Governor Jerry Brown recently announced his proposed education budget and cuts.
In the budget, he recommended eliminating one year of science, knocking down the high school graduation requirement from two to a single year of the subject.
Brown said in a press release that the proposed cut of science from two to one year would allow school districts more flexibility to spend the funding they receive.
“With regards to what Governor Brown is proposing, it is beyond my thought process to understand how any of the politicians in Sacramento rationalize their views,” said Tim Azevedo, superintendent for the Anderson Union High School District.
Pat Allison, principal of Anderson New Technology, said the district is looking into adding a third year of science as a graduation requirement.
“Each year as an administrative team we review all of our requirements and offerings and discuss several of them,” explained Azevedo. “The core classes are the ones that get looked at the most, so that we can do everything in our power to best prepare our students.”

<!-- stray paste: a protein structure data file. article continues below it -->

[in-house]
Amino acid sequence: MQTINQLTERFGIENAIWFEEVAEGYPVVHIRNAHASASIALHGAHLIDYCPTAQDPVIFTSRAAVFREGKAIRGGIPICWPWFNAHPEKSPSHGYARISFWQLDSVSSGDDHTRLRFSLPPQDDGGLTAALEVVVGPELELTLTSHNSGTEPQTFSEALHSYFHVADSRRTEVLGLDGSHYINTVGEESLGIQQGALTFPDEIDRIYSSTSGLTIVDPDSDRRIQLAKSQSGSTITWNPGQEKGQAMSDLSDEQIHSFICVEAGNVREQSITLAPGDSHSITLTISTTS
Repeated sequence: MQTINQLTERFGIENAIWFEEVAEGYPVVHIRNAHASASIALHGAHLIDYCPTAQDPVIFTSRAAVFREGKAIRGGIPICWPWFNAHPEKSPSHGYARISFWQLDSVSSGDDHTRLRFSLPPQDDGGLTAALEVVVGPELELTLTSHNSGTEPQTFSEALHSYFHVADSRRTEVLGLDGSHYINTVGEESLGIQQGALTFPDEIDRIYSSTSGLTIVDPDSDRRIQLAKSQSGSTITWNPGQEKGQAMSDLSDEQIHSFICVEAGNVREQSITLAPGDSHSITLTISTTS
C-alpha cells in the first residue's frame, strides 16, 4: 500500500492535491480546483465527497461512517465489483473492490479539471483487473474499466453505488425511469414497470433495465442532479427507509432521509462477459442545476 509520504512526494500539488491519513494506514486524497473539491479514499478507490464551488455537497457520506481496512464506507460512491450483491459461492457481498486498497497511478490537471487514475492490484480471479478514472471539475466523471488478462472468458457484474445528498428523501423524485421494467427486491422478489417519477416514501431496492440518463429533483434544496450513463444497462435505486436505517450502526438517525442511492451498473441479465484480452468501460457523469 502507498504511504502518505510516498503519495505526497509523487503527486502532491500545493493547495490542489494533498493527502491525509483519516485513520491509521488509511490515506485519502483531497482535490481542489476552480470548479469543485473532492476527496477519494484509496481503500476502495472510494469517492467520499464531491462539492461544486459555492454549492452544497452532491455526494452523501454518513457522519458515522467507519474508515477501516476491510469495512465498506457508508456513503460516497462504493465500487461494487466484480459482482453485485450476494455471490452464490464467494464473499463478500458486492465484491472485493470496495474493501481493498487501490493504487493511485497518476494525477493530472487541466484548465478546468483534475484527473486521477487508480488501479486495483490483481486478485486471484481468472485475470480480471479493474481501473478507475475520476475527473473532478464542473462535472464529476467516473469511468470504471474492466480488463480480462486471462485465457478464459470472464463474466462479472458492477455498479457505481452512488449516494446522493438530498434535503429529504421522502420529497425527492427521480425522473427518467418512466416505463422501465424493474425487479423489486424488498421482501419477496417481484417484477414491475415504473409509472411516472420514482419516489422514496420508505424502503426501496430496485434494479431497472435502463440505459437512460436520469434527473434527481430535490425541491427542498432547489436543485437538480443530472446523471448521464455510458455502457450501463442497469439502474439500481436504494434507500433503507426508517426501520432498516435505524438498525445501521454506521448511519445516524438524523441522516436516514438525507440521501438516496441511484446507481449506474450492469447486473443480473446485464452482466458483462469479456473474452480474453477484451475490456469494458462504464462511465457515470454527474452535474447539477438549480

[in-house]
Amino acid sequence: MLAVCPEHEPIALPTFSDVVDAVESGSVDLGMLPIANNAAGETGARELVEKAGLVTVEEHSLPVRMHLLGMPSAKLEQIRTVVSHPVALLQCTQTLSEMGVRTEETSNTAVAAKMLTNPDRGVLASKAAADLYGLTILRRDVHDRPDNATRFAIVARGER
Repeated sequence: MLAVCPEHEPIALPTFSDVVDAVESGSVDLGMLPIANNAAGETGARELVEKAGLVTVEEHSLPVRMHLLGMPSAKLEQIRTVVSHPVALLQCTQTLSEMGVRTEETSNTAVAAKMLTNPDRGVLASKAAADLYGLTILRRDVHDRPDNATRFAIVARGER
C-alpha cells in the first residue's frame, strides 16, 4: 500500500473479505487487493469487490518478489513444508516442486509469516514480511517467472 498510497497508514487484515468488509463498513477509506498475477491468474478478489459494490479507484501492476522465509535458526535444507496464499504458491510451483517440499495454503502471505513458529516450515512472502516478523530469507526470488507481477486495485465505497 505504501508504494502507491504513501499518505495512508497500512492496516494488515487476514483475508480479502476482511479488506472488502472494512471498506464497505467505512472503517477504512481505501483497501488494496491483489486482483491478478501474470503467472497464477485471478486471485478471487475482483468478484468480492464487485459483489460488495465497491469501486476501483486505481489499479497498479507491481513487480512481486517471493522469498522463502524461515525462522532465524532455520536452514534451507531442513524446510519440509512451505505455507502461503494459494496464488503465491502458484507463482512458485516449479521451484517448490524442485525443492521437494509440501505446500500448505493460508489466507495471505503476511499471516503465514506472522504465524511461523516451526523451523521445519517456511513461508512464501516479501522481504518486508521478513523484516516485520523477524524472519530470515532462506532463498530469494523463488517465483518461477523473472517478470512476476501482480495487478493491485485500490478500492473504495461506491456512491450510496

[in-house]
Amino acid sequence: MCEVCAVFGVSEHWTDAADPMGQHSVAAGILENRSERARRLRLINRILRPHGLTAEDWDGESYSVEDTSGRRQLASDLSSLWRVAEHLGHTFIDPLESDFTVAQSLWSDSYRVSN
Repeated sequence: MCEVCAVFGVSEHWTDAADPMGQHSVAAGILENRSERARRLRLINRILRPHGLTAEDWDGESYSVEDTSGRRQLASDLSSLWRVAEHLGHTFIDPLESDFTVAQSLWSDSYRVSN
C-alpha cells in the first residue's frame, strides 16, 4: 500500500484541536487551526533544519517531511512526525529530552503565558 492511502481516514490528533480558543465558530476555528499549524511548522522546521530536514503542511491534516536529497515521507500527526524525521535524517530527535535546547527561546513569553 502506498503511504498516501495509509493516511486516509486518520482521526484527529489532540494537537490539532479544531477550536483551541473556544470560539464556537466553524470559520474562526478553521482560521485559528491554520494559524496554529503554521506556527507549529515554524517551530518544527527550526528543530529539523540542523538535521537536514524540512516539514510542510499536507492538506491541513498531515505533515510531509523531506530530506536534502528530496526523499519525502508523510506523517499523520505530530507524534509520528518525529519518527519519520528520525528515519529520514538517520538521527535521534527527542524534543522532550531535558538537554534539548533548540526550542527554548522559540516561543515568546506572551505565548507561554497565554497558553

Azevedo said there was “a short discussion” about science, but “it is in the infancy stages” and no changes would be made for the 2012-2013 school year.
“The sciences, particularly the lab sciences, are pivotal classes for success in college — we are just evaluating if we are offering the most productive sequence of courses for our kids,” Azevedo said. “This discussion takes place regarding various subjects on a constant basis.”
For now, educators are stuck waiting until the revised California state budget is released in May to see which proposed cuts will be kept in order to balance the budget.